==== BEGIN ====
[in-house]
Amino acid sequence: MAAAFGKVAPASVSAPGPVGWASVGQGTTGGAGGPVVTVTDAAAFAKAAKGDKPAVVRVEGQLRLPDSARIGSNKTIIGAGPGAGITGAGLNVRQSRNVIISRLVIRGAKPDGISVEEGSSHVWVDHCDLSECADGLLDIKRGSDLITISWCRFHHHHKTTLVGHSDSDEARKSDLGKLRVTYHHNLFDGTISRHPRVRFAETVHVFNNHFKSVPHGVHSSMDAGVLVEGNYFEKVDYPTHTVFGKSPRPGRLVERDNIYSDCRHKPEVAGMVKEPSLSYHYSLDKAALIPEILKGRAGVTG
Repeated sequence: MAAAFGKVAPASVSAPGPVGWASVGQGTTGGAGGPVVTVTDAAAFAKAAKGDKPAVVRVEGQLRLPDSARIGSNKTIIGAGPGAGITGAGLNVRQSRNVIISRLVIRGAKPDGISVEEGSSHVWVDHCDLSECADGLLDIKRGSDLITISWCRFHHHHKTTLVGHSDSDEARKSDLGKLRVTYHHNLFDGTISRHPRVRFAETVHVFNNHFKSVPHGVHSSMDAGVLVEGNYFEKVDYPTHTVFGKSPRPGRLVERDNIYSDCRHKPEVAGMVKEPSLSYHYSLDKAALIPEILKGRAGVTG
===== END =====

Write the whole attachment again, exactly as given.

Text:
[in-house]
Amino acid sequence: MAAAFGKVAPASVSAPGPVGWASVGQGTTGGAGGPVVTVTDAAAFAKAAKGDKPAVVRVEGQLRLPDSARIGSNKTIIGAGPGAGITGAGLNVRQSRNVIISRLVIRGAKPDGISVEEGSSHVWVDHCDLSECADGLLDIKRGSDLITISWCRFHHHHKTTLVGHSDSDEARKSDLGKLRVTYHHNLFDGTISRHPRVRFAETVHVFNNHFKSVPHGVHSSMDAGVLVEGNYFEKVDYPTHTVFGKSPRPGRLVERDNIYSDCRHKPEVAGMVKEPSLSYHYSLDKAALIPEILKGRAGVTG
Repeated sequence: MAAAFGKVAPASVSAPGPVGWASVGQGTTGGAGGPVVTVTDAAAFAKAAKGDKPAVVRVEGQLRLPDSARIGSNKTIIGAGPGAGITGAGLNVRQSRNVIISRLVIRGAKPDGISVEEGSSHVWVDHCDLSECADGLLDIKRGSDLITISWCRFHHHHKTTLVGHSDSDEARKSDLGKLRVTYHHNLFDGTISRHPRVRFAETVHVFNNHFKSVPHGVHSSMDAGVLVEGNYFEKVDYPTHTVFGKSPRPGRLVERDNIYSDCRHKPEVAGMVKEPSLSYHYSLDKAALIPEILKGRAGVTG